Emotion and adrenaline kick in when you're considering buying a new motorcycle (or a new to you bike). The stakes are high. If you find one that's a perfect fit, you could end up with the bike of your dreams.
But how can you be sure? How do you know if a bike is going to be comfortable on long road trips when your test ride lasts half an hour? If you miss mechanical flaws, you could buy a lemon that never lives up to your hopes. Your money is at stake, and so is your happiness. Even more importantly, some problems can cause safety issues, so we're also talking about your health and well-being.
Getting the most out of your test ride experience actually starts before you throw a leg over. It's a good idea to research the make and model you're considering so if there are known issues, you're aware of them. Then, here's advice on how to proceed.
Before You Ride
Inspect for obvious flaws, then sit on the bike and take a second to just evaluate how it feels before you even start the motor. Are your hands and arms in a comfortable position? Can you sit flat footed? How does the seat comfort feel? What about tension in your back or shoulders? Seat height can be adjusted, and seats themselves are easy to swap out, but it's helpful to know from the beginning if modification is going to be necessary.
Are the foot controls positioned in a way you're comfortable with? If you'll be riding two-up, is there going to be enough room for your passenger?
Then, once you start the bike, continue to observe. How do you feel about the amount of vibration? Then focus inward. Is there anything about the bike that makes you feel nervous, or any questions you want to ask about operating it before you head out?
Hitting the Road
You've evaluated fit, now it's time to test out function. As you ease out of the parking lot and into traffic, note how the clutch feels, how the gears shift and so on. You want transitions to feel smooth and effortless. Note again the vibration coming through your feet, legs, rear and hands. Does it feel steady and smooth, the result of a powerful engine, or does it feel like the bike is struggling or missing?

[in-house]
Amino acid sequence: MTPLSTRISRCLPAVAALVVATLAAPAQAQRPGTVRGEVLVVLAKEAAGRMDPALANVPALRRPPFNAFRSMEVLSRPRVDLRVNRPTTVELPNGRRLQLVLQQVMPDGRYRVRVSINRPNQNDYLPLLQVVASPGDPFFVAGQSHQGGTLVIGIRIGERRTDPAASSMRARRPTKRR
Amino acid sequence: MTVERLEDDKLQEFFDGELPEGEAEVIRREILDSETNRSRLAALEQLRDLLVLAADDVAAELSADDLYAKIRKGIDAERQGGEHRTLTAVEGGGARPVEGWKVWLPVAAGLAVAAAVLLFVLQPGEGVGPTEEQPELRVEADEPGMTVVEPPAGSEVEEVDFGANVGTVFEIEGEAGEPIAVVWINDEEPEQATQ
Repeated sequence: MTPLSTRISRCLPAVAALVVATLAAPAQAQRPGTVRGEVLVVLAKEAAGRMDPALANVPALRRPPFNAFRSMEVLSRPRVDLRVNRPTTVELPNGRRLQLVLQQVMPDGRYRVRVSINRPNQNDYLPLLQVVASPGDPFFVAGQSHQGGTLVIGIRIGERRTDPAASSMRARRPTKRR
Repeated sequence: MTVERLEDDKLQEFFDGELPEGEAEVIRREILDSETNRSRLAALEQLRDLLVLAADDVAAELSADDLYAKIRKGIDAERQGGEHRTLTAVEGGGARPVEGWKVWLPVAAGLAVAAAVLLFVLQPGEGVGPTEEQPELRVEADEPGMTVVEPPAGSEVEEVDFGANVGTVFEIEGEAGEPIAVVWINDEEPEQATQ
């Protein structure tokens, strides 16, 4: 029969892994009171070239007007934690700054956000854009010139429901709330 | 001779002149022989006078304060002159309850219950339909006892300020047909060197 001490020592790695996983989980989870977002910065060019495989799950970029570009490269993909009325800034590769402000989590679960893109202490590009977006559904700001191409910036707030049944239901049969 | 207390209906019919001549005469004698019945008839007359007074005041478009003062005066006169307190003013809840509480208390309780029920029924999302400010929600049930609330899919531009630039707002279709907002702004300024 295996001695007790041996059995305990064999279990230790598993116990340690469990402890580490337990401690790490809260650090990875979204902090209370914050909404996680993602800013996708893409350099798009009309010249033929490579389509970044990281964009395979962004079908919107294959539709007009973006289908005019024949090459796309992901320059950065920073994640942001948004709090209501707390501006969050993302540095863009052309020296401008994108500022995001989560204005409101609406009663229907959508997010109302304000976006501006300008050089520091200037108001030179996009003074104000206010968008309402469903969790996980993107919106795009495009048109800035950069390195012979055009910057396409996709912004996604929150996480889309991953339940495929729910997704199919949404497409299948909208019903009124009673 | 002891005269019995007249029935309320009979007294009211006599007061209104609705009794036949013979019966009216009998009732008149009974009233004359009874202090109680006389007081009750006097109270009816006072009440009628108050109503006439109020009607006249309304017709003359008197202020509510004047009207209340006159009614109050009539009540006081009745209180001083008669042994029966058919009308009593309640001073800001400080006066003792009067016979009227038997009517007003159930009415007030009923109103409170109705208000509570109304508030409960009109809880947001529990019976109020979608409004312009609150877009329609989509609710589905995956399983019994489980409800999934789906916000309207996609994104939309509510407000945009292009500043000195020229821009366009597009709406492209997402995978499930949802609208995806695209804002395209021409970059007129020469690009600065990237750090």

To know if you're going to be happy with it long term, again look inward. How did you hope you'd feel about the ride? Some people want adrenaline-inducing acceleration and an aggressive riding position. Others want to feel refinement and comfort. Does this particular bike check the boxes for you, or are some elements missing?
If what you're wanting is a comfortable ride, storage space and amenities for weekend road trips, you'll want softer suspension that absorbs bumps and a design that deflects the wind. If you're looking for agile and aggressive, you give up some of that for a lighter, sportier frame and responsive performance.
If you can, take your test ride through different traffic and road conditions. Just because you like how it feels accelerating into traffic doesn't mean you're going to be happy with it on winding back roads. As closely as possible, duplicate the conditions in which you'll be doing the most riding. What can you glean about power, power delivery and fuel consumption?
Pull over in a parking lot and see how you feel about its handling at slow speeds. Pull into a parking spot, then see how it feels backing it up. Test cornering at low and high speeds to experience how you feel at different lean angles.
Test out the brakes by stopping at different speeds. Do you feel in control as you come to a stop? If your bike has different ride modes, try them out to see how they enhance or detract from your experience.
Look for Negatives
Positivity is great, but you don't want to let test ride excitement cause you to see a bike through rose colored glasses. Does it have quirks you didn't expect? Are there little things you'll want to modify?
Think About Renting
Most places aren't going to let you take a motorcycle for a long weekend, but if you're comfort testing a touring bike or the bagger you plan on riding to Sturgis, you might not be able to take everything in during a regular test ride. One possible solution is to rent the make and model you're considering so you can take it out for as long as you want (or as long as you're willing to pay for anyway.) By taking a little time and spending a little extra, you're either going to get to the point where you feel good about your purchasing decision or you know you need to walk away from that particular model and explore other options.
Don't Mess it Up For Others
Sometimes people abuse things that don't belong to them. A test ride is not the time to test limits or show off. Whether you're buying from a dealership or an individual, during the test ride it's not your bike yet. If you break things, or just generally act like an idiot, you give the owner bad feelings about offering test rides in general. Ride safely and responsibly so others can continue to enjoy the test ride privilege.
Book a Test Ride Now
See available pre-owned motorcycles, visit our 2022 Harley-Davidson® showroom online or just stop by the dealership. We're here to answer your questions and help you find the bike you're looking for when you book a test ride now.